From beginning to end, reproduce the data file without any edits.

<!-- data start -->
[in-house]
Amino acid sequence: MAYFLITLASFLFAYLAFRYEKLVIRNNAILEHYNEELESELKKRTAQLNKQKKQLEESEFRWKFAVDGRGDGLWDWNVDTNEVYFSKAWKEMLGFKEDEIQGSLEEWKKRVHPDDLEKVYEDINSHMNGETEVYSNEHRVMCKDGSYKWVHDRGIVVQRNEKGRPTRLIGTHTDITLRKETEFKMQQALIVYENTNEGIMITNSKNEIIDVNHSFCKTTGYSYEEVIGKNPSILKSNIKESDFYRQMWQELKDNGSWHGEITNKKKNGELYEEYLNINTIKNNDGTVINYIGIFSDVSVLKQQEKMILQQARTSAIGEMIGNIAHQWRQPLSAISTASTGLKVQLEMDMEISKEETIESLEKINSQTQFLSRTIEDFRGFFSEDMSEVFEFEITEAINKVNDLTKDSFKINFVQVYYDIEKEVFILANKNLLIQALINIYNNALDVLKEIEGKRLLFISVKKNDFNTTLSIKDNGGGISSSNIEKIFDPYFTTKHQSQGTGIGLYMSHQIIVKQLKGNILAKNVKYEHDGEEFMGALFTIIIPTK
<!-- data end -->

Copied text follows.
[in-house]
Amino acid sequence: MAYFLITLASFLFAYLAFRYEKLVIRNNAILEHYNEELESELKKRTAQLNKQKKQLEESEFRWKFAVDGRGDGLWDWNVDTNEVYFSKAWKEMLGFKEDEIQGSLEEWKKRVHPDDLEKVYEDINSHMNGETEVYSNEHRVMCKDGSYKWVHDRGIVVQRNEKGRPTRLIGTHTDITLRKETEFKMQQALIVYENTNEGIMITNSKNEIIDVNHSFCKTTGYSYEEVIGKNPSILKSNIKESDFYRQMWQELKDNGSWHGEITNKKKNGELYEEYLNINTIKNNDGTVINYIGIFSDVSVLKQQEKMILQQARTSAIGEMIGNIAHQWRQPLSAISTASTGLKVQLEMDMEISKEETIESLEKINSQTQFLSRTIEDFRGFFSEDMSEVFEFEITEAINKVNDLTKDSFKINFVQVYYDIEKEVFILANKNLLIQALINIYNNALDVLKEIEGKRLLFISVKKNDFNTTLSIKDNGGGISSSNIEKIFDPYFTTKHQSQGTGIGLYMSHQIIVKQLKGNILAKNVKYEHDGEEFMGALFTIIIPTK